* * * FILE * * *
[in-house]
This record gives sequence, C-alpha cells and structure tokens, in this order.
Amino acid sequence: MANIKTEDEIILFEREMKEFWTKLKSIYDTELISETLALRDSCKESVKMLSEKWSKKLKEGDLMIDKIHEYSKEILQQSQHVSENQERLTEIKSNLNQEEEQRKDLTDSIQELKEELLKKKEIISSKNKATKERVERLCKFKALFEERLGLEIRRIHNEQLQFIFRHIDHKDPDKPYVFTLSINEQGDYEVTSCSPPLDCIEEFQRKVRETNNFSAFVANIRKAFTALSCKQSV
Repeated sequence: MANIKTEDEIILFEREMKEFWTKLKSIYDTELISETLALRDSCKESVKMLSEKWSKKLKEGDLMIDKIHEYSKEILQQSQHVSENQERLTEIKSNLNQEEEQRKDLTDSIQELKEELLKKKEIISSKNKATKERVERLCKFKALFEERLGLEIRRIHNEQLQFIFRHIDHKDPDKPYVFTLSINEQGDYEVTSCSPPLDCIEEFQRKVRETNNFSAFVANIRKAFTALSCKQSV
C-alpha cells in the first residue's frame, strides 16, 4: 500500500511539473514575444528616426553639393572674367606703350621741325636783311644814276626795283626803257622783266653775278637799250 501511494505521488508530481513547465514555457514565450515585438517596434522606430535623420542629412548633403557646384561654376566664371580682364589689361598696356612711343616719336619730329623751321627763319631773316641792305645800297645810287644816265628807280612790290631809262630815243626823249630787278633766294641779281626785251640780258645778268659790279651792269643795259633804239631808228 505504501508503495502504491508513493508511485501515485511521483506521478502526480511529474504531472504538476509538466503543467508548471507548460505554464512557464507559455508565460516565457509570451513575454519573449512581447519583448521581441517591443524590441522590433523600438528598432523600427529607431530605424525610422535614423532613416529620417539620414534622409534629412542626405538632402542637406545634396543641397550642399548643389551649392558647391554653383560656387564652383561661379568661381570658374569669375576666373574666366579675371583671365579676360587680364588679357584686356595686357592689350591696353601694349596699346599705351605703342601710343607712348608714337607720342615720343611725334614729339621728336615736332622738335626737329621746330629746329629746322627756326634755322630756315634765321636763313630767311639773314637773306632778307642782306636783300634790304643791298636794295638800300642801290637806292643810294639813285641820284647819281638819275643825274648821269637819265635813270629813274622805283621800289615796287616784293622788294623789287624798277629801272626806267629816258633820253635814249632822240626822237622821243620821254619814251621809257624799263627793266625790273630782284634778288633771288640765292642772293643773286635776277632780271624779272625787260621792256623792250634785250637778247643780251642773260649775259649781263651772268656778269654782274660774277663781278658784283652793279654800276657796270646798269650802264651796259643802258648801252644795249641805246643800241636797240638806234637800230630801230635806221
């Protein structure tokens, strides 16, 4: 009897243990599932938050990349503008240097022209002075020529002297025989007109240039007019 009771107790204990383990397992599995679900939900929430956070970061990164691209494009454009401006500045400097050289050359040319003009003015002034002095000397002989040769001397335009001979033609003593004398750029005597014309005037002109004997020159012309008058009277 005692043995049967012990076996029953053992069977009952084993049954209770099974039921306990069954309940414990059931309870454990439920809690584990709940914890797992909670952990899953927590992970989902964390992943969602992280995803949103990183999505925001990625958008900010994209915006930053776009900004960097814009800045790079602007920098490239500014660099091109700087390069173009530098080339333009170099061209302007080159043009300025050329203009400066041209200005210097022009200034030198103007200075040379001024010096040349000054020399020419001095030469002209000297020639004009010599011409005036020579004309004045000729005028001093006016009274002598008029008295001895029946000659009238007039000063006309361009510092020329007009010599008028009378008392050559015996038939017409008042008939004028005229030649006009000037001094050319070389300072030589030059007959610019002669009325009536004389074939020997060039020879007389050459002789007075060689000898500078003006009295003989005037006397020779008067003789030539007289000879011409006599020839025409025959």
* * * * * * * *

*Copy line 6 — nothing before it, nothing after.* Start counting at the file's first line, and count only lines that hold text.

């Protein structure tokens, strides 16, 4: 009897243990599932938050990349503008240097022209002075020529002297025989007109240039007019 009771107790204990383990397992599995679900939900929430956070970061990164691209494009454009401006500045400097050289050359040319003009003015002034002095000397002989040769001397335009001979033609003593004398750029005597014309005037002109004997020159012309008058009277 005692043995049967012990076996029953053992069977009952084993049954209770099974039921306990069954309940414990059931309870454990439920809690584990709940914890797992909670952990899953927590992970989902964390992943969602992280995803949103990183999505925001990625958008900010994209915006930053776009900004960097814009800045790079602007920098490239500014660099091109700087390069173009530098080339333009170099061209302007080159043009300025050329203009400066041209200005210097022009200034030198103007200075040379001024010096040349000054020399020419001095030469002209000297020639004009010599011409005036020579004309004045000729005028001093006016009274002598008029008295001895029946000659009238007039000063006309361009510092020329007009010599008028009378008392050559015996038939017409008042008939004028005229030649006009000037001094050319070389300072030589030059007959610019002669009325009536004389074939020997060039020879007389050459002789007075060689000898500078003006009295003989005037006397020779008067003789030539007289000879011409006599020839025409025959």